Hurdman Village couple “adopt” local road

Hélène Lacelle stands ready to mow under the new adoption sign—this is a 5-year adoption to make Hurdman Road great again (after disaster of the new wall destruction of the parkette). Photo Peter Evanchuck

By Peter Evanchuck

Community spirit actually is a spirit and a passion; it does lift one up and help make one feel the joy of fellowship as one creates and participates in a worthwhile event that benefits others. If one does it with passion then the pleasure of achievement is even greater

That spirit of community that Hélène Lacelle and I helped create in Sandy Hill during our ten years of creative, passionate work made the ONEandONLY art show happen. But my doctors advised me to slow down and take things easier.

So our search began, to find something that we could do together that would not negatively affect my health. Two things loomed right in front of us and often what’s obvious is the one that can be the hardest to see. So we set out to adopt our street and join the Sandy Hill Community Garden.

After looking at the ugly wall and the treeless narrow piece of grass that replaced our lovely, little tree-filled parkette, adopting Hurdman Road seemed ideal. After all, we have been living here for more than 30 years; we wanted to make our little street and parkette “great again.”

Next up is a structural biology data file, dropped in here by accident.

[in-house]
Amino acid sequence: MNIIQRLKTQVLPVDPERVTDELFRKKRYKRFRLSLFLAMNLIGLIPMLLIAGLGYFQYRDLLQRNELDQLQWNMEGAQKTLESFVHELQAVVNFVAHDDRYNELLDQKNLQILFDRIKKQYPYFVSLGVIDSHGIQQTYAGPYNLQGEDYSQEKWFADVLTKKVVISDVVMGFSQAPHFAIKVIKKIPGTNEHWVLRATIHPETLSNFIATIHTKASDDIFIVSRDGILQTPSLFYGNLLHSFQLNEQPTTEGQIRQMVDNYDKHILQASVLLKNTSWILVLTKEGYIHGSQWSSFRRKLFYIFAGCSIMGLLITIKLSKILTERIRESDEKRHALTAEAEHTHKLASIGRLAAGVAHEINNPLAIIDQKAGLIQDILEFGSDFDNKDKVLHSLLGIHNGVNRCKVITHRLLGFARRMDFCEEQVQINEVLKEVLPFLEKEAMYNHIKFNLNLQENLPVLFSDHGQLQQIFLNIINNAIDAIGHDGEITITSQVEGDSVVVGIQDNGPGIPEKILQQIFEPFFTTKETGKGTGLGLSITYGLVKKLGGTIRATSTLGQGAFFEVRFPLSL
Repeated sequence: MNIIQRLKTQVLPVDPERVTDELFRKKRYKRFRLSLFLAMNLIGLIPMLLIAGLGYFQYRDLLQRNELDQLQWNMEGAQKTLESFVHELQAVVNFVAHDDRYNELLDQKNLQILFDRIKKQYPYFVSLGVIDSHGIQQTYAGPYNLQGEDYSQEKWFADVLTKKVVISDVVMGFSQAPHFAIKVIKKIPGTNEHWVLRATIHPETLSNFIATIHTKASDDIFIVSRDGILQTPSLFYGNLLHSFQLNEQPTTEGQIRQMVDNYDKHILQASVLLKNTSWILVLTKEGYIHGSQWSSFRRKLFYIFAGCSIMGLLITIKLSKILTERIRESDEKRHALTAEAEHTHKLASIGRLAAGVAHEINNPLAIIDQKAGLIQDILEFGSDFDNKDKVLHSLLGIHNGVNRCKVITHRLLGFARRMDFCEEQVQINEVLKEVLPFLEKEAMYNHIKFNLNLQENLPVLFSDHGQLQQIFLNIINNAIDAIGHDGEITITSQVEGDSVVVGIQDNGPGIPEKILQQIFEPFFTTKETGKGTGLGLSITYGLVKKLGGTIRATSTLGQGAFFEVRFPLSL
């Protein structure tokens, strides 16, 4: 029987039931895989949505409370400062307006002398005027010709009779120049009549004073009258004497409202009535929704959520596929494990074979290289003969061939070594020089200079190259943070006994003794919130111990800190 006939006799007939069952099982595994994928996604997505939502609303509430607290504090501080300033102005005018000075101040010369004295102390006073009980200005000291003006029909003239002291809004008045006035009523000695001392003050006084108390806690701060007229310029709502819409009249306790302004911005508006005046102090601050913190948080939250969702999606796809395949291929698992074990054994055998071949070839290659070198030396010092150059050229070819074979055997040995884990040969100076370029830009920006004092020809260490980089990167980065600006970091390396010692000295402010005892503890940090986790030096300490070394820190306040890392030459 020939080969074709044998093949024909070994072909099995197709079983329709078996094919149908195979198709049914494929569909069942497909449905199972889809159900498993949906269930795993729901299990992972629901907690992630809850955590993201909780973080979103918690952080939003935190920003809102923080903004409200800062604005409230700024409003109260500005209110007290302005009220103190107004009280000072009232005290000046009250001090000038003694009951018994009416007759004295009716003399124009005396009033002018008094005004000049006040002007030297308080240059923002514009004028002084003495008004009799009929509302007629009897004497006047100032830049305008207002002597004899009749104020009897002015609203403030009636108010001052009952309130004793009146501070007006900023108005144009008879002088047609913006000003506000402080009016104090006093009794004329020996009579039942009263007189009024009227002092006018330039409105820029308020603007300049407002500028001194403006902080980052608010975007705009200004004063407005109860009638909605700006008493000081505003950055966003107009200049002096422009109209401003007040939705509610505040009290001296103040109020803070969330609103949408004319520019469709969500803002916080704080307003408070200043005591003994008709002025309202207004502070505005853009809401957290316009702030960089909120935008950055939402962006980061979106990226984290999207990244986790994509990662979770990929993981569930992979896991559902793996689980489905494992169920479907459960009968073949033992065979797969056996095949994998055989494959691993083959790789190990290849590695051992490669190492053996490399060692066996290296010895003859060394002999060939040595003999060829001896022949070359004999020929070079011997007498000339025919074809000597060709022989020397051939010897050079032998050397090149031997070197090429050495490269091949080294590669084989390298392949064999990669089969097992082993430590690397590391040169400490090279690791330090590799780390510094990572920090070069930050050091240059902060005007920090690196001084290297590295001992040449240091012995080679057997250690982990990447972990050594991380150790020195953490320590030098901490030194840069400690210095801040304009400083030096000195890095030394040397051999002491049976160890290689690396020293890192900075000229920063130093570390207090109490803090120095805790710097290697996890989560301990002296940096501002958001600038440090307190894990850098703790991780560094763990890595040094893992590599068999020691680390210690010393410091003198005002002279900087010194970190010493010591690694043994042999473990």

Last spring, after two years and numerous emails, phone calls, visits, and the help of Fleury’s staff and the co-operation of the City adoption section, a sign at each end of our tiny street went up making us adoptive parents—guardians of our community. Our responsibilities basically were to keep it neat, clean and restore it to some semblance of the parkette that it was before that new wall destroyed it.

Our little “lost” area—a few houses at the end of Sandy Hill—has became known by the hordes of new students as “the student ghetto” but we know it by its former name Hurdman Village—a nickname used by the railroads that used to occupy the area. With its long history of rail-yards and slaughter houses next to the Rideau River it carries a certain charm for the few of us who know its interesting beginnings.

After all, our humble home and two others that used to be the railroad’s senior staff homes are over one hundred years old. Now that’s reason enough to keep our little street and parkette pleasant and a sort of gift to the surrounding community. Without history what do we have…nothingness.